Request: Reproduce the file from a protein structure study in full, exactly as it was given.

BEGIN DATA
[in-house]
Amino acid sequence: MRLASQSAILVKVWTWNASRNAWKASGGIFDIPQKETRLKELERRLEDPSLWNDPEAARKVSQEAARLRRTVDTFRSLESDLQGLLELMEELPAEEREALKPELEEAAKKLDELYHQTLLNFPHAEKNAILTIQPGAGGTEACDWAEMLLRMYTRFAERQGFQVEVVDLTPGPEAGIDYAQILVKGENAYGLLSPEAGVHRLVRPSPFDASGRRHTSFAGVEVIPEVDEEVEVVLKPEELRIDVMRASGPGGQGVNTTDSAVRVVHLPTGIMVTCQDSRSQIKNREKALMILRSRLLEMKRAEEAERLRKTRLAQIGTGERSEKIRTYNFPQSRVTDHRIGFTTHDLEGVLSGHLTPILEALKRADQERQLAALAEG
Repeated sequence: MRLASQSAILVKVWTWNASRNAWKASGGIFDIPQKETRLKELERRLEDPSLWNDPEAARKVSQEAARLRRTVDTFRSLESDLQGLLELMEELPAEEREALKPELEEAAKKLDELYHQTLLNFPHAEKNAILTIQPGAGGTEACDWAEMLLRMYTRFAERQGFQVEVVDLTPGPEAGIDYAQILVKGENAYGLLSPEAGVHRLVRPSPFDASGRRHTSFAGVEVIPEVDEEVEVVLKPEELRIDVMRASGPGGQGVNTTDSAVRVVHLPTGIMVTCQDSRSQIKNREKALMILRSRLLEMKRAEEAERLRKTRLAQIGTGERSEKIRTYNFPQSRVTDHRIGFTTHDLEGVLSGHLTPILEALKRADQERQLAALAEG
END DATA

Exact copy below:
[in-house]
Amino acid sequence: MRLASQSAILVKVWTWNASRNAWKASGGIFDIPQKETRLKELERRLEDPSLWNDPEAARKVSQEAARLRRTVDTFRSLESDLQGLLELMEELPAEEREALKPELEEAAKKLDELYHQTLLNFPHAEKNAILTIQPGAGGTEACDWAEMLLRMYTRFAERQGFQVEVVDLTPGPEAGIDYAQILVKGENAYGLLSPEAGVHRLVRPSPFDASGRRHTSFAGVEVIPEVDEEVEVVLKPEELRIDVMRASGPGGQGVNTTDSAVRVVHLPTGIMVTCQDSRSQIKNREKALMILRSRLLEMKRAEEAERLRKTRLAQIGTGERSEKIRTYNFPQSRVTDHRIGFTTHDLEGVLSGHLTPILEALKRADQERQLAALAEG
Repeated sequence: MRLASQSAILVKVWTWNASRNAWKASGGIFDIPQKETRLKELERRLEDPSLWNDPEAARKVSQEAARLRRTVDTFRSLESDLQGLLELMEELPAEEREALKPELEEAAKKLDELYHQTLLNFPHAEKNAILTIQPGAGGTEACDWAEMLLRMYTRFAERQGFQVEVVDLTPGPEAGIDYAQILVKGENAYGLLSPEAGVHRLVRPSPFDASGRRHTSFAGVEVIPEVDEEVEVVLKPEELRIDVMRASGPGGQGVNTTDSAVRVVHLPTGIMVTCQDSRSQIKNREKALMILRSRLLEMKRAEEAERLRKTRLAQIGTGERSEKIRTYNFPQSRVTDHRIGFTTHDLEGVLSGHLTPILEALKRADQERQLAALAEG